Laughing Gas May Help Relieve Treatment-Resistant Depression

A gloved hand holding an oxygen mask on a blue backdrop.


Nitrous oxide—commonly called "laughing gas"—is a staple in dentist's offices and hospitals to help people get through procedures. A new study has shown that in small doses and paired with oxygen, it might also help relieve symptoms of depression.

Researchers from the University of Chicago Medicine and Washington University published the results of their phase 2 clinical trial in Science Translational Medicine in early June.

Nitrous oxide has been used in medicine for about 150 years and known for even longer. Its long medical history and well-documented mechanisms of action led the researchers behind the recent study to wonder if it could treat depression.

Following a Hunch

Peter Nagele, MD, chair of anesthesia and critical care at the University of Chicago Medicine and an author of the study, tells Verywell that the team was "following a hunch," about nitrous oxide.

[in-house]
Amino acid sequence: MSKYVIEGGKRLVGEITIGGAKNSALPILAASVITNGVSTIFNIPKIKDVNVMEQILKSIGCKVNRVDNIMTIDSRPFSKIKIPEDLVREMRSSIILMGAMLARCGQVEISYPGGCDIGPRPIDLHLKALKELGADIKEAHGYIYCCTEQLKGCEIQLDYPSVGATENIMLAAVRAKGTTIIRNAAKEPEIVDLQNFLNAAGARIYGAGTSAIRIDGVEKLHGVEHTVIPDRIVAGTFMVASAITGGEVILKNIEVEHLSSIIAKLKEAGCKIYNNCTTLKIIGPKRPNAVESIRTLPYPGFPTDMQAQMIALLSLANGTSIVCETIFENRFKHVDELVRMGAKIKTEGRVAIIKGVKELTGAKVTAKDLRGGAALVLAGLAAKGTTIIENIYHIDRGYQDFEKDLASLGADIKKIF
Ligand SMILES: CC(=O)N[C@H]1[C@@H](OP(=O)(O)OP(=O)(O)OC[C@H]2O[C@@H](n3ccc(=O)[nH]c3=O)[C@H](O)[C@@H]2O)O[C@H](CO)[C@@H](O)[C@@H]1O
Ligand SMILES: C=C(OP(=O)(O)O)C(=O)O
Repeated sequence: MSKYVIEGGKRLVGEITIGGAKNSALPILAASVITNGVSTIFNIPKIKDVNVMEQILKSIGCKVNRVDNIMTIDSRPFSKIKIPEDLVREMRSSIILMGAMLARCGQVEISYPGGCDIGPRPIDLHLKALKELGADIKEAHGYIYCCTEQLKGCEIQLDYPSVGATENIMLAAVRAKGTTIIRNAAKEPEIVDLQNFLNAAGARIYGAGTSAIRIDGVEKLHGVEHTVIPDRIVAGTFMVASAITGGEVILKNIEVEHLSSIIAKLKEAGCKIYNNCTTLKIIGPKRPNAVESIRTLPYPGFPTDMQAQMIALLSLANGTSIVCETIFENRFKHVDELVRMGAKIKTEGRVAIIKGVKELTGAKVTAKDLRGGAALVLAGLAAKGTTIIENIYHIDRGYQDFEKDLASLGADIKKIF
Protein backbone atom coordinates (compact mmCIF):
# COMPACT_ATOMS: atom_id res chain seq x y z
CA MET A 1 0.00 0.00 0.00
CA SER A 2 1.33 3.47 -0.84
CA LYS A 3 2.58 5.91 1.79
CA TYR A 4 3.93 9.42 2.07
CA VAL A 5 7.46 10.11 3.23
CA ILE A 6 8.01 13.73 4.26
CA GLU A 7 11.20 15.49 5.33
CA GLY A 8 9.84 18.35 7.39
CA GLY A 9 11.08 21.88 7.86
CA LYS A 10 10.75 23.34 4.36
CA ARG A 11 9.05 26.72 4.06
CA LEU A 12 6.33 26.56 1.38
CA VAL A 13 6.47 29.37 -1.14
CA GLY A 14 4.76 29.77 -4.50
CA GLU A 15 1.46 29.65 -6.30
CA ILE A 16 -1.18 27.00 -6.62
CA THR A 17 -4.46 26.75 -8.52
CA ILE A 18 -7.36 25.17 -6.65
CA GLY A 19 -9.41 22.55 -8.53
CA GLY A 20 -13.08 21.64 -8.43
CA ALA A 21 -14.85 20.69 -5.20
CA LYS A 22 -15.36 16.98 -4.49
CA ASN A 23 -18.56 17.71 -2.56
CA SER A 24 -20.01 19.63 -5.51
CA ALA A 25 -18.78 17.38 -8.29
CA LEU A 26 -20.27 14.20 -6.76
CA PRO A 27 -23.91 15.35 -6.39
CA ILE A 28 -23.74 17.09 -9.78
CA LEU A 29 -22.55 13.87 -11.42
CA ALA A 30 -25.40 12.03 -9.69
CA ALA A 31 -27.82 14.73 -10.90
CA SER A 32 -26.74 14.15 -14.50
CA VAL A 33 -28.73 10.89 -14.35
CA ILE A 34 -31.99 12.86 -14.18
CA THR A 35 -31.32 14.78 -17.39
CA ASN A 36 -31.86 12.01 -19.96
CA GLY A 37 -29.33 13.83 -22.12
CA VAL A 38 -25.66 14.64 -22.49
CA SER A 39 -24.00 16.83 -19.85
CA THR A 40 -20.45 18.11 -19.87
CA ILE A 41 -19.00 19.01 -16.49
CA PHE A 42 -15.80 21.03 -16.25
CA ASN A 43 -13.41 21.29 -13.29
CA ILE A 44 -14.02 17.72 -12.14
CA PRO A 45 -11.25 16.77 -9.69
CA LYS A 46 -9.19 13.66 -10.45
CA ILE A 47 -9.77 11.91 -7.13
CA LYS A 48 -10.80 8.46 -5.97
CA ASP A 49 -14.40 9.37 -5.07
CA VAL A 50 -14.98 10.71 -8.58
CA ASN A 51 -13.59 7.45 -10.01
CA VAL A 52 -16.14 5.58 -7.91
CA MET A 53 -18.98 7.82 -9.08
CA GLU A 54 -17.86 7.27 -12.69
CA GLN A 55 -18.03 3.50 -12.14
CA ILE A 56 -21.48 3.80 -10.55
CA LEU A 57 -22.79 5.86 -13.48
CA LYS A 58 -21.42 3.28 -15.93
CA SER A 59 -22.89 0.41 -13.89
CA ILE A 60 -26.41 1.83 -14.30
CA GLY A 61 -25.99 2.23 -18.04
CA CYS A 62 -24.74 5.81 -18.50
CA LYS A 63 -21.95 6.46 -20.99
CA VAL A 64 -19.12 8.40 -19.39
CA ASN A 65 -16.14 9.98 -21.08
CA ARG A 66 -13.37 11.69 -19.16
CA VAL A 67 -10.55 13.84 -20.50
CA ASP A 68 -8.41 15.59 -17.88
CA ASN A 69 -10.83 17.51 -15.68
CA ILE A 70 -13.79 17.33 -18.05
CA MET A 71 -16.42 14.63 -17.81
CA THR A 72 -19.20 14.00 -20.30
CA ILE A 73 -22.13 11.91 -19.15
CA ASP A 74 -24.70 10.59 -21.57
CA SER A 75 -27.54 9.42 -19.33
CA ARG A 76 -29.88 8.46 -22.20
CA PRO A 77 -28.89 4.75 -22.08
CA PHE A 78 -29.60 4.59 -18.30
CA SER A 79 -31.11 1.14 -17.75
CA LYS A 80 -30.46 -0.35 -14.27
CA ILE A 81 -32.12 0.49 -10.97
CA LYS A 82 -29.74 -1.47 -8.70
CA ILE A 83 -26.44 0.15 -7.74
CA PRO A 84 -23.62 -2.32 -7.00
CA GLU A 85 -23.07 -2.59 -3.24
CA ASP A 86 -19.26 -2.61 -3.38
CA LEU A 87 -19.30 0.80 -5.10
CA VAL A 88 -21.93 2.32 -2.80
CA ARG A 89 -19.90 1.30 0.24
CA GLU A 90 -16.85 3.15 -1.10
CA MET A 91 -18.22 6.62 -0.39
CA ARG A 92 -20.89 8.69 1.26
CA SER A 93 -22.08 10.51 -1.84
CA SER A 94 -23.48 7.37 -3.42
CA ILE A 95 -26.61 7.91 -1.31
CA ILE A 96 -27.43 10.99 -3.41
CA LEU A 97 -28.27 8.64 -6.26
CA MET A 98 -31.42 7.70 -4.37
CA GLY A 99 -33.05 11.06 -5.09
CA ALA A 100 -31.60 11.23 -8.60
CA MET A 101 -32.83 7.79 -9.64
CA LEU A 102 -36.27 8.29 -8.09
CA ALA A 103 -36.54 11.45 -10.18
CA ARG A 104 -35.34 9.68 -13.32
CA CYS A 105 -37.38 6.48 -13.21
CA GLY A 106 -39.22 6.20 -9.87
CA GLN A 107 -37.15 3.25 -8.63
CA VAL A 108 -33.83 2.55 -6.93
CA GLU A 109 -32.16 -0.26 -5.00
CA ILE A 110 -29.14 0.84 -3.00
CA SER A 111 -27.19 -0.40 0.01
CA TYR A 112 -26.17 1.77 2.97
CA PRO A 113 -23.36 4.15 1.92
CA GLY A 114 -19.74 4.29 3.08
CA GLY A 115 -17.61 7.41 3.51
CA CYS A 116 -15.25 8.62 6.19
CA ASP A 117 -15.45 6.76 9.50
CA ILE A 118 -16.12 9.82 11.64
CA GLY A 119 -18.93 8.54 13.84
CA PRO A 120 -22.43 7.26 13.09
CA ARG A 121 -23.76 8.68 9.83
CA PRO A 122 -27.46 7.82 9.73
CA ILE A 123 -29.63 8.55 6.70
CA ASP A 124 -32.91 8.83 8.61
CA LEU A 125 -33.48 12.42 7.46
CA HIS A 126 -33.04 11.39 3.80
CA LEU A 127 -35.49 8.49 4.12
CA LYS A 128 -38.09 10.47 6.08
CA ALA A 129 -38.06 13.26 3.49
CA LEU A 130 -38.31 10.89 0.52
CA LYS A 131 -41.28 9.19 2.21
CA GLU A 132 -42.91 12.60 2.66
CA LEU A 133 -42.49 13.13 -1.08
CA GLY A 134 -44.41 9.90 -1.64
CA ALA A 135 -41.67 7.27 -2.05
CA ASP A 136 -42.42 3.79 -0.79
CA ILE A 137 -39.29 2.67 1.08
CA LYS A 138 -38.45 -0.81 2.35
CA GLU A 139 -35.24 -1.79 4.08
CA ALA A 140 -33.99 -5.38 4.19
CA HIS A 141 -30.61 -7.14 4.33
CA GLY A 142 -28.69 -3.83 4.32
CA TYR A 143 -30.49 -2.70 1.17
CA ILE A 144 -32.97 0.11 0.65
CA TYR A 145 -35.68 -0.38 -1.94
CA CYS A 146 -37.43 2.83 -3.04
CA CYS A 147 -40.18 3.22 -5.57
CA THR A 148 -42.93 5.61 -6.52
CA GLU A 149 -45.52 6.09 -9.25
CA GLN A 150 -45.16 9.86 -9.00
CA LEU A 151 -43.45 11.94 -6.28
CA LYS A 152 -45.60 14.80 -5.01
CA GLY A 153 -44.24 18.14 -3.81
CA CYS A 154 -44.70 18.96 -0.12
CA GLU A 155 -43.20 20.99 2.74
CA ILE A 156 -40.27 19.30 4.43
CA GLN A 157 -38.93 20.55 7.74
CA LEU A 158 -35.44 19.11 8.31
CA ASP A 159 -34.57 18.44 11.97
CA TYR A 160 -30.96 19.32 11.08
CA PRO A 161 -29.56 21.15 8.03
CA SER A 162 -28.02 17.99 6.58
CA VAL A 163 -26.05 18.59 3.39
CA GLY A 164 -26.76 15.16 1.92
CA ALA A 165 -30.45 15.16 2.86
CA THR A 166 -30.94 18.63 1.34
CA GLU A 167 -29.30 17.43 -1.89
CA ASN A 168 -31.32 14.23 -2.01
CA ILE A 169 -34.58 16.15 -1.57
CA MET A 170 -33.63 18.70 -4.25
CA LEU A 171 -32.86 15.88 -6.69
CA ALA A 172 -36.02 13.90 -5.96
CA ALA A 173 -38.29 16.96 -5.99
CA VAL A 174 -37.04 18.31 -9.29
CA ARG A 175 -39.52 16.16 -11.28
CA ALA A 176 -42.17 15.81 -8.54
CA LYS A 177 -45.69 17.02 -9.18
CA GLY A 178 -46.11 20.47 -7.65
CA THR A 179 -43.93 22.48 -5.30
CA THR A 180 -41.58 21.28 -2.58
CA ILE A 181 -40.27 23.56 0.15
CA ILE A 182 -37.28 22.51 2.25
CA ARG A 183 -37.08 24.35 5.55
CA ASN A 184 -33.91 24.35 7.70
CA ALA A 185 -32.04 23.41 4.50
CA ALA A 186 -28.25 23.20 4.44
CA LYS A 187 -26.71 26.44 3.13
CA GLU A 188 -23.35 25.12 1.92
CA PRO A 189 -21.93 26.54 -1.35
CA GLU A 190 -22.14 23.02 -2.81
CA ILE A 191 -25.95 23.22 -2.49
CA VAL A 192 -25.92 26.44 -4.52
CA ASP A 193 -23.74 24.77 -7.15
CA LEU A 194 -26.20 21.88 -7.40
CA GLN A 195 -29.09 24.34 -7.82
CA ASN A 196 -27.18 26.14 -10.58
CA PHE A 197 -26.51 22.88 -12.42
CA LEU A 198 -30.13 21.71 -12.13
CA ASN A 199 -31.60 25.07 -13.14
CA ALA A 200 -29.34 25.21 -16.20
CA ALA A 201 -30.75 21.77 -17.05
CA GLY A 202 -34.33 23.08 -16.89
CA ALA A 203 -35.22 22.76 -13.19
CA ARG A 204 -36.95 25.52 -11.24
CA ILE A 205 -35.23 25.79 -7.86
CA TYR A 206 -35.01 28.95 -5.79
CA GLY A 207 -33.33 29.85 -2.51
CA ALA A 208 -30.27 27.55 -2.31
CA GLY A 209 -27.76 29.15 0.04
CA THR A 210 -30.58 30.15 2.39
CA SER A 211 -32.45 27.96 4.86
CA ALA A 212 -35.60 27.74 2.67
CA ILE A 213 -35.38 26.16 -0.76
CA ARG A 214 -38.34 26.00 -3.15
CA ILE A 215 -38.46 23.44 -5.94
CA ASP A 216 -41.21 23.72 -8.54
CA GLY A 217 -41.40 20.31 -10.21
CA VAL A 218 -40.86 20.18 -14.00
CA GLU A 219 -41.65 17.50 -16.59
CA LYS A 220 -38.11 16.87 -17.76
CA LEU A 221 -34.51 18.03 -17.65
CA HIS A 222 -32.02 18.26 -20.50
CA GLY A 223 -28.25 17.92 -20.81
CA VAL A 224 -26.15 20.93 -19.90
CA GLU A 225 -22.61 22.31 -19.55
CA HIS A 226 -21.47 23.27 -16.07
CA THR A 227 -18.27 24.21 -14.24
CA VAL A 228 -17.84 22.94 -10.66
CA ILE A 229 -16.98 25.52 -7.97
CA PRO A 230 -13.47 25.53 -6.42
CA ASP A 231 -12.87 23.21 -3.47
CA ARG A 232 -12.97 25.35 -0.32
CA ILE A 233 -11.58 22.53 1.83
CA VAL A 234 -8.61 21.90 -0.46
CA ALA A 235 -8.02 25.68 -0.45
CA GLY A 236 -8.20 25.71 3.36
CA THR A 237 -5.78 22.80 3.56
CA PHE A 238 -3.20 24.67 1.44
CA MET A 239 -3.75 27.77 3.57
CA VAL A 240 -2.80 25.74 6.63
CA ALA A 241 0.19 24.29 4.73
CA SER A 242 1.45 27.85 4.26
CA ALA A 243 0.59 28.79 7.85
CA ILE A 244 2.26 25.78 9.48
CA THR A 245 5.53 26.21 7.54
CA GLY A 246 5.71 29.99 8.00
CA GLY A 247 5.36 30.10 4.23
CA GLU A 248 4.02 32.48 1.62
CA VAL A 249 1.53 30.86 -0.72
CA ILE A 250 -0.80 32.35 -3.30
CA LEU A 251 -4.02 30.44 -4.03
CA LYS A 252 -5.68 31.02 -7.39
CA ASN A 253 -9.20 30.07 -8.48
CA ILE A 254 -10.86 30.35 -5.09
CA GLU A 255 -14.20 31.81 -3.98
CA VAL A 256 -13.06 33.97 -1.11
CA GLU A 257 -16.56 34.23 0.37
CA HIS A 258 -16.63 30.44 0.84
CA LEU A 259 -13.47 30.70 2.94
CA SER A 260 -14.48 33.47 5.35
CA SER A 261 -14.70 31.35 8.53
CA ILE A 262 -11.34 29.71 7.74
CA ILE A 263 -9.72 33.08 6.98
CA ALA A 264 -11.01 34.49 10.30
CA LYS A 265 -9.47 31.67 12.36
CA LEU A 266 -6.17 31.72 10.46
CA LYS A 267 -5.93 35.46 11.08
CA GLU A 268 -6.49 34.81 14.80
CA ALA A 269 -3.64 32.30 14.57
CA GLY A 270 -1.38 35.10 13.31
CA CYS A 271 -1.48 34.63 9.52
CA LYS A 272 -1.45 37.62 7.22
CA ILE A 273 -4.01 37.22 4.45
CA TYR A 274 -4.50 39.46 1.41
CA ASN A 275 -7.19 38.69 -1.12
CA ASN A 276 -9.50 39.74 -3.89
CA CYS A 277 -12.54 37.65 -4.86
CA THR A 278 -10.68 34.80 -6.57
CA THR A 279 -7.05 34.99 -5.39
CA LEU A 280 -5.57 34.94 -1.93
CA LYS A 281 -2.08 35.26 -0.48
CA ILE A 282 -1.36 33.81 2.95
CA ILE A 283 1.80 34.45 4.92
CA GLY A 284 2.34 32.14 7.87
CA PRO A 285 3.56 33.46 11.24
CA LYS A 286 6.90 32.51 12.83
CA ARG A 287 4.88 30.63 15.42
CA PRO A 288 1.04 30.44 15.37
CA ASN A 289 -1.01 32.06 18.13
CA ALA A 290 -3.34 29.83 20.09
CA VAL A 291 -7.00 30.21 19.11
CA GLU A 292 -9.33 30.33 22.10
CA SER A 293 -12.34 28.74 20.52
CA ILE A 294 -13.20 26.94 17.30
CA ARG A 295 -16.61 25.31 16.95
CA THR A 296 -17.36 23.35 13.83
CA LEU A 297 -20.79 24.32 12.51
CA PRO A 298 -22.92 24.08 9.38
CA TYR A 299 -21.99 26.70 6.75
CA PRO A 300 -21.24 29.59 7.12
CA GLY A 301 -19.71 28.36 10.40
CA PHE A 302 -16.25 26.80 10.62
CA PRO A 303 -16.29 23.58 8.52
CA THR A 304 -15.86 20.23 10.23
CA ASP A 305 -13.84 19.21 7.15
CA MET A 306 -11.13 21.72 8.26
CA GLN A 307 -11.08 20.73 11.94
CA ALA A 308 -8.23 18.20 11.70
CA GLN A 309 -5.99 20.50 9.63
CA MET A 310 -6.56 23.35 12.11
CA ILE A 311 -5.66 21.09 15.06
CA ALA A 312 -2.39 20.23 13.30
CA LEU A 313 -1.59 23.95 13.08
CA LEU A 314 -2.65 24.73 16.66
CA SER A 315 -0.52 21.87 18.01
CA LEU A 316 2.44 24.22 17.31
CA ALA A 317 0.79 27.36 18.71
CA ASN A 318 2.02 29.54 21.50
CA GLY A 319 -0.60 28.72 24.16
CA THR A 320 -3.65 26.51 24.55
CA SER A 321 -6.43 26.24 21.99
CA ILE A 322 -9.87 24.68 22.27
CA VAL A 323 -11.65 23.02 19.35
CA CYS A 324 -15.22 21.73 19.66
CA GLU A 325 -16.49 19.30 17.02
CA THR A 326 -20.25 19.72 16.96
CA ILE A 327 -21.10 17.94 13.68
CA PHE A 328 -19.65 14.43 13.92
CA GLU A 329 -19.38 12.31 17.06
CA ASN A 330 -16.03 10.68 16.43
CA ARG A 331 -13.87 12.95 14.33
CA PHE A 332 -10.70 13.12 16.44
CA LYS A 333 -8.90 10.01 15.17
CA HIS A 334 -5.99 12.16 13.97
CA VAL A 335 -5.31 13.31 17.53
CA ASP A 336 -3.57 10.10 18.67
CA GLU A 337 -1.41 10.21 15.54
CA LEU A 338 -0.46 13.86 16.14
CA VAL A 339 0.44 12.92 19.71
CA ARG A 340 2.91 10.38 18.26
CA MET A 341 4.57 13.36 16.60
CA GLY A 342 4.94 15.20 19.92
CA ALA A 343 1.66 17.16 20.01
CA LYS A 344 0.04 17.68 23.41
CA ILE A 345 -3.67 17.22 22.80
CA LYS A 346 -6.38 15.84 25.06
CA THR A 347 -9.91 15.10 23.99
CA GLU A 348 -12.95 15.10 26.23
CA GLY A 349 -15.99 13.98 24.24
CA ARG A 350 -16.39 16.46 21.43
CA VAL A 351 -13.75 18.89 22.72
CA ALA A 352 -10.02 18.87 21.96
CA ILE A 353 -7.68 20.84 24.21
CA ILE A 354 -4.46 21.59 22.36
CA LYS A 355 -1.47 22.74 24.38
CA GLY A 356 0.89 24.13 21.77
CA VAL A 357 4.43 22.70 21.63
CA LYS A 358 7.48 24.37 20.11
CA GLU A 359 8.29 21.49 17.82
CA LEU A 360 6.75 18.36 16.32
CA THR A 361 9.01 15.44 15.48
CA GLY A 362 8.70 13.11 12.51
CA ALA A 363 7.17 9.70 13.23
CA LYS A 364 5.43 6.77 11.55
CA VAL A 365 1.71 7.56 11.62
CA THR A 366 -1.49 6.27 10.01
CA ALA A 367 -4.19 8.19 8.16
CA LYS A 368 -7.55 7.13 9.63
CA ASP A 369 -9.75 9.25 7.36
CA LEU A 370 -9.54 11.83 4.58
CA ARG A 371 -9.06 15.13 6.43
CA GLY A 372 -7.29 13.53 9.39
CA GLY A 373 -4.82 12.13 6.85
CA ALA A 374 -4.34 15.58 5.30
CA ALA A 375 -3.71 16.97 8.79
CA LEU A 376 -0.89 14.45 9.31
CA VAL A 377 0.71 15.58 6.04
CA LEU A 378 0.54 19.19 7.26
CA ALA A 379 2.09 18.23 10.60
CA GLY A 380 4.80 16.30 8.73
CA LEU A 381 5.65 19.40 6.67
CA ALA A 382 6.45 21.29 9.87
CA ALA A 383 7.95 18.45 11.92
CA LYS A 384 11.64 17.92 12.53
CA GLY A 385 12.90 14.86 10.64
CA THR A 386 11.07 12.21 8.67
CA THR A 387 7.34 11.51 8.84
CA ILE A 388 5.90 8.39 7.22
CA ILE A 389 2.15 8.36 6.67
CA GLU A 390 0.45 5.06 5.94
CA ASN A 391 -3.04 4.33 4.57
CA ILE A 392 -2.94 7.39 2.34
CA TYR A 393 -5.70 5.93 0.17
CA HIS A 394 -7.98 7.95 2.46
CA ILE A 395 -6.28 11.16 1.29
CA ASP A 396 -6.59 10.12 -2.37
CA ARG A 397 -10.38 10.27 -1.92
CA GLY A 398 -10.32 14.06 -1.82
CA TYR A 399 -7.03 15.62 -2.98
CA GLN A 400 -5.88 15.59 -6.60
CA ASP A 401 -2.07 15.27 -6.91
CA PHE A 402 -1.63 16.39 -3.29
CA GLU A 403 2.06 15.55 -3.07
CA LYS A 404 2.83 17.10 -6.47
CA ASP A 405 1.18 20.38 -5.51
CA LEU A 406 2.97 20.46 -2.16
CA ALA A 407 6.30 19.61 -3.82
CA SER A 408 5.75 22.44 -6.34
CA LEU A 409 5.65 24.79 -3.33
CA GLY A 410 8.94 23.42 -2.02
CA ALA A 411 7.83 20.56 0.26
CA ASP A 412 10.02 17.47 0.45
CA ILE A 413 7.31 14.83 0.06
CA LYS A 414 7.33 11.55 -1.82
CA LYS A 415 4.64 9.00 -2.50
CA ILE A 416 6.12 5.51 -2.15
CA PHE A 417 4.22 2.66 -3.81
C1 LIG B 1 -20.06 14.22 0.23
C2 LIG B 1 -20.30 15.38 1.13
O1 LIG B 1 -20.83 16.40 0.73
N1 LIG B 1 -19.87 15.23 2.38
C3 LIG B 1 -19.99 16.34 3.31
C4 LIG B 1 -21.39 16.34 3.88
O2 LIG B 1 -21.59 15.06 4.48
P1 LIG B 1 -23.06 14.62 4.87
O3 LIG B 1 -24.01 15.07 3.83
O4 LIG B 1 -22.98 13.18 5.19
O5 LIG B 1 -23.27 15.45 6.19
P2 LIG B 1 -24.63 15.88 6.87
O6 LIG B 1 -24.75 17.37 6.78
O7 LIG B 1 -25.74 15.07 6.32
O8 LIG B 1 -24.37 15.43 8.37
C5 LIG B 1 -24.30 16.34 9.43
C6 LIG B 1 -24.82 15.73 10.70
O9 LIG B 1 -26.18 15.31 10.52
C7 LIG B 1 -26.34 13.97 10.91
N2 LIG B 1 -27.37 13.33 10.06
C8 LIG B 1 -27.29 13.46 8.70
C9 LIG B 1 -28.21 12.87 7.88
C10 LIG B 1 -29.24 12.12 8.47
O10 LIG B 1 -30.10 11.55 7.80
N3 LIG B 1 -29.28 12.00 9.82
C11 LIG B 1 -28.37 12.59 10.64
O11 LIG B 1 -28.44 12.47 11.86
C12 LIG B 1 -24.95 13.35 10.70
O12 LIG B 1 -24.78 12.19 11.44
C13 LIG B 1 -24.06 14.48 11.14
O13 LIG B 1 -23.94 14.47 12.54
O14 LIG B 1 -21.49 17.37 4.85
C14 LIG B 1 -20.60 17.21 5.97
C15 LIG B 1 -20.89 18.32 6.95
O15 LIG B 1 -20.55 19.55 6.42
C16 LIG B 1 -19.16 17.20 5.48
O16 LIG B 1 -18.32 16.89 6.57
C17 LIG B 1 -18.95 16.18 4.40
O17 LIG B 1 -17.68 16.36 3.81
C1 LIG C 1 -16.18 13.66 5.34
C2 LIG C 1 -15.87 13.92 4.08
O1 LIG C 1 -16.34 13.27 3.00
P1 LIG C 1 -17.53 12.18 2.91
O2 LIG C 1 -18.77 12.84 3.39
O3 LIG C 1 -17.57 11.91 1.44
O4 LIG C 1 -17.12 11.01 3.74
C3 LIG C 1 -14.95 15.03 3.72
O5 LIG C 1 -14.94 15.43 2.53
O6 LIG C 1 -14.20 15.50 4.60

The gas shares properties with ketamine, a dissociative anesthetic (which is now also being tested to relieve treatment-resistant depression). Nagele's team wanted to see if the two treatments had comparable effects.

"That was really just trying to connect dots," says Nagele. "And we followed up on that hunch."

Answering Unanswered Questions

In a previous study, Nagele and colleagues tested the effects of giving 20 patients 50% nitrous oxide gas for an hour.

"The study from five years ago was designed to really just the test if there's a signal," says Nagele, adding that the team also wanted to see if there was evidence that the nitrous oxide could treat depression.